I really didn't want to see the movie Traffic. My main reason was that, based upon the trailer, I thought the film's philosophical base. I thought it was going to be the same old lie: "if only we didn't have corruption, we could win this war!"
I was wrong about the movie's philosophical base. Basically, it has none. In a lot of ways, it is a good depiction of the Drug War: it's very confused. There is one thing about the film that is spot on, and that is the government's response to Drug War critics...
Do you hear it? The silence is deafening.
In the movie, a drug dealer is waiting to testify against his supplier. He is in a motel room with the cops who are taking care of him. The guy is going over all of the practical reasons why the Drug War is ridiculous. His arguments are strong.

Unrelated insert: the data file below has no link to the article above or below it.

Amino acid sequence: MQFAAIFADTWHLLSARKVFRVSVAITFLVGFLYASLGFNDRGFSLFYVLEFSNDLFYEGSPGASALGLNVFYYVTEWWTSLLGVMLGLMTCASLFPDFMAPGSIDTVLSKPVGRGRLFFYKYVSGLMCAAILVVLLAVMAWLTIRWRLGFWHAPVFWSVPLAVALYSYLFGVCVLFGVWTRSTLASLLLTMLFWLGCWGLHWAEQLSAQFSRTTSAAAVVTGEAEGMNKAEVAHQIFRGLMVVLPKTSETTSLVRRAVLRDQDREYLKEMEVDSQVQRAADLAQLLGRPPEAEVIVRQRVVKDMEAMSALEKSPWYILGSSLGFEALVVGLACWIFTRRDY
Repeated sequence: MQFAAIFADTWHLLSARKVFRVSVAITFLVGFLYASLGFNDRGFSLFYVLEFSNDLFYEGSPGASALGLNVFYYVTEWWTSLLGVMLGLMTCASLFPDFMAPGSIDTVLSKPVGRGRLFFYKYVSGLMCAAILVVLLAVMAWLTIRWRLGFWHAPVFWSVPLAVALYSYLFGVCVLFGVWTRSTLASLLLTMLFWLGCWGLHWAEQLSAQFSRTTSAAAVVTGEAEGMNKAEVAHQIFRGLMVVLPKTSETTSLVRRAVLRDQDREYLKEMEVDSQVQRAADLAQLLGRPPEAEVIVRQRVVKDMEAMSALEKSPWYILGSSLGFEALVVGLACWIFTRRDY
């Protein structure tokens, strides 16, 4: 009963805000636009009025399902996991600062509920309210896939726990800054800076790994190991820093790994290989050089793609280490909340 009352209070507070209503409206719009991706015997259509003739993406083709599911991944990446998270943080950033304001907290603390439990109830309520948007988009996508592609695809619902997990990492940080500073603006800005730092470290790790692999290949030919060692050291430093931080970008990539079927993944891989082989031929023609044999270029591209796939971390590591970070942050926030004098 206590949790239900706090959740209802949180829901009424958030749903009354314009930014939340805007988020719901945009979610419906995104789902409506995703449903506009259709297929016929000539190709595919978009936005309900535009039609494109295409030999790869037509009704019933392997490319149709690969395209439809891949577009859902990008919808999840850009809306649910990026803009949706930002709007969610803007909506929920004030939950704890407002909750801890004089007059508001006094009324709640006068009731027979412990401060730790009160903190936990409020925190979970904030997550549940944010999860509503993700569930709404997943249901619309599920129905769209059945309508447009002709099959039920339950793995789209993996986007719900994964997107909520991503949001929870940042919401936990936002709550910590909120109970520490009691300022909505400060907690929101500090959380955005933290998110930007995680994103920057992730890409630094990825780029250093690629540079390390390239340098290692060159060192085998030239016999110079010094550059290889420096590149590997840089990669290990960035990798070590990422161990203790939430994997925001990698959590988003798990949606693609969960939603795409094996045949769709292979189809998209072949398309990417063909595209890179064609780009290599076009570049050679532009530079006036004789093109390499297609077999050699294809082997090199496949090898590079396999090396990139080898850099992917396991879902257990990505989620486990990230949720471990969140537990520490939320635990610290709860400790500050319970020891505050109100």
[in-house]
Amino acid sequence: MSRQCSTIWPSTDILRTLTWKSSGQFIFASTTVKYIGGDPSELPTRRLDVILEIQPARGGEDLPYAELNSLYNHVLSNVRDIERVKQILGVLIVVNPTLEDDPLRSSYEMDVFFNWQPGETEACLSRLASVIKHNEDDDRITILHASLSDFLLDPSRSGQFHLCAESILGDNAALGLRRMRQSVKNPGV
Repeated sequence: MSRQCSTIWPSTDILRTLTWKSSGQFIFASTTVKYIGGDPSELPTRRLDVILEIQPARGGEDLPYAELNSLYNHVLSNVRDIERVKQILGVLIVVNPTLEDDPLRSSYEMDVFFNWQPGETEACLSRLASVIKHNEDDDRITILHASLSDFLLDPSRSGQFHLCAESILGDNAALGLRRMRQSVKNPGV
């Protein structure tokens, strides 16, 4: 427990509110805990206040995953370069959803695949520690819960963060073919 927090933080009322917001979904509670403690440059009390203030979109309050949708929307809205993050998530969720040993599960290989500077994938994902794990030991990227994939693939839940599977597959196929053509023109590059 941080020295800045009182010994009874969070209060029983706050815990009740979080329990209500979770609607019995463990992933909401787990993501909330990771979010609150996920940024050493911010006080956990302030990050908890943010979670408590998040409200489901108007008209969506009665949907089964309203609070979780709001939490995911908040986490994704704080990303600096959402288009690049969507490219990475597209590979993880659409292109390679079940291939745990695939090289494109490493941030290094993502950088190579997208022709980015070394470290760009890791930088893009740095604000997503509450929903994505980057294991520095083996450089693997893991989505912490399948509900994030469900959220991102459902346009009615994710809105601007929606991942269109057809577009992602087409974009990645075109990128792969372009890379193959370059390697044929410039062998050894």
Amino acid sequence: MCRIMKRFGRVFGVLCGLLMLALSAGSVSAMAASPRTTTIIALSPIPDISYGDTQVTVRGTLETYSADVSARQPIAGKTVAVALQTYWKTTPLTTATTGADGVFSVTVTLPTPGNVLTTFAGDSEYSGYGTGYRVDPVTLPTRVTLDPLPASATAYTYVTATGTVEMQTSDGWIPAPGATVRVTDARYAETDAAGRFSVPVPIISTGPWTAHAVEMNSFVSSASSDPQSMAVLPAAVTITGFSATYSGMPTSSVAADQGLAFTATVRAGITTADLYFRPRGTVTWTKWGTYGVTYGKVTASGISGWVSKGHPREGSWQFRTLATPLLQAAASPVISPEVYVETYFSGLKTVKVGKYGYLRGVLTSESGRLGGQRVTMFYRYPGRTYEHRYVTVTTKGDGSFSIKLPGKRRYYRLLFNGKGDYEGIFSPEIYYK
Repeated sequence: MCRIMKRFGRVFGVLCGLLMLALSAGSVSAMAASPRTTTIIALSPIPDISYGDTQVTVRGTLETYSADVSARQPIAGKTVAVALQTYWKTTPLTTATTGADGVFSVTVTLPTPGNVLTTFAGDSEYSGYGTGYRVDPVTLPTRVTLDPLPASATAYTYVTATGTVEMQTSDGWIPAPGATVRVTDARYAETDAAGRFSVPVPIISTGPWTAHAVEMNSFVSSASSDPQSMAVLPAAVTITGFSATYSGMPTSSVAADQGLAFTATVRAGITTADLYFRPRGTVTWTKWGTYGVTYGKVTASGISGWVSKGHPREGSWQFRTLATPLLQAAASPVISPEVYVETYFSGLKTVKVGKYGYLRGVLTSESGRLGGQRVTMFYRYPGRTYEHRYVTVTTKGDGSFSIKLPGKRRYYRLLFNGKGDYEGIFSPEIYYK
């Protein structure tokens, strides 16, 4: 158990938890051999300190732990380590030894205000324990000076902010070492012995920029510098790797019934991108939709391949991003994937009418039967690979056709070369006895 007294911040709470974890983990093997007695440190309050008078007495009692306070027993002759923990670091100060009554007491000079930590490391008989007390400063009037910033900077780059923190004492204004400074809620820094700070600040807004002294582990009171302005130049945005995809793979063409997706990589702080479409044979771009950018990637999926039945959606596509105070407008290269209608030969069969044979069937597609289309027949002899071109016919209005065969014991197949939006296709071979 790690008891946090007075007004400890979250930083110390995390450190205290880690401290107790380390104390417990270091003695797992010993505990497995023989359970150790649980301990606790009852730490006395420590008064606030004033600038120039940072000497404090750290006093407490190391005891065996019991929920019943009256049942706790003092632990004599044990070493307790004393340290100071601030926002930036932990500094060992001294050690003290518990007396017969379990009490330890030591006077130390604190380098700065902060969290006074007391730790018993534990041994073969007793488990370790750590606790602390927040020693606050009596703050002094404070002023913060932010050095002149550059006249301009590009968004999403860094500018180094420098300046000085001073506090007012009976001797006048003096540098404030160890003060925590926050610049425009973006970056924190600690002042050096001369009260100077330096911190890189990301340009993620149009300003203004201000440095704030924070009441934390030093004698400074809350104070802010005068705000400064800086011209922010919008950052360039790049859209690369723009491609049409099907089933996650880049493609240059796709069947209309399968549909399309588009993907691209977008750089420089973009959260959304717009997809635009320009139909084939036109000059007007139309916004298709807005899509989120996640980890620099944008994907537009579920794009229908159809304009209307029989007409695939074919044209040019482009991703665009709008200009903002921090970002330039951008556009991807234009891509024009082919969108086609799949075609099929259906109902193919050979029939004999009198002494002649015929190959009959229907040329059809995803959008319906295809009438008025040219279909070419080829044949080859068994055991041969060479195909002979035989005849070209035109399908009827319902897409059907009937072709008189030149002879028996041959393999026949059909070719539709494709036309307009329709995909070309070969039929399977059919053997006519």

The cops don't even try to respond. It is just like a modern day Nuremberg: "I'm just following orders!" There was no counter argument--not even a bad one. It reminds me of an essay I read a few years back. It was by the head of the DEA and was supposedly an argument for our drug laws. But the argument quite literally came down to this: the majority of people think drugs should be illegal, therefore drugs should be illegal. I always think this logic is made clear by analogy. "Most people think gay men should be killed, therefore gay men should be killed."
But that is the exception. Mostly, the government doesn't have anything to say on the issue. And I suppose that it knows what it is doing. The government never loses arguments with critics because the government never argues.